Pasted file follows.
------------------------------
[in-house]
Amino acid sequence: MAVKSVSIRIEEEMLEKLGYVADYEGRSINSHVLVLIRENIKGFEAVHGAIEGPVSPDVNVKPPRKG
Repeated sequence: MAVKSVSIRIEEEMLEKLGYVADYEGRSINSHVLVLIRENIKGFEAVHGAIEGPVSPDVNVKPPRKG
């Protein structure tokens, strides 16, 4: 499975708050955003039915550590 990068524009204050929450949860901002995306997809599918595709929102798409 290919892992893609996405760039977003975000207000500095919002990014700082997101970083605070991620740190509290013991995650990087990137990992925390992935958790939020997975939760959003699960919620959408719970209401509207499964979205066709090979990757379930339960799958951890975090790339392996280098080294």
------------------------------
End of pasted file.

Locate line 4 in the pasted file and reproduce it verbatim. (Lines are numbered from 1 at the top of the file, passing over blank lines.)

């Protein structure tokens, strides 16, 4: 499975708050955003039915550590 990068524009204050929450949860901002995306997809599918595709929102798409 290919892992893609996405760039977003975000207000500095919002990014700082997101970083605070991620740190509290013991995650990087990137990992925390992935958790939020997975939760959003699960919620959408719970209401509207499964979205066709090979990757379930339960799958951890975090790339392996280098080294």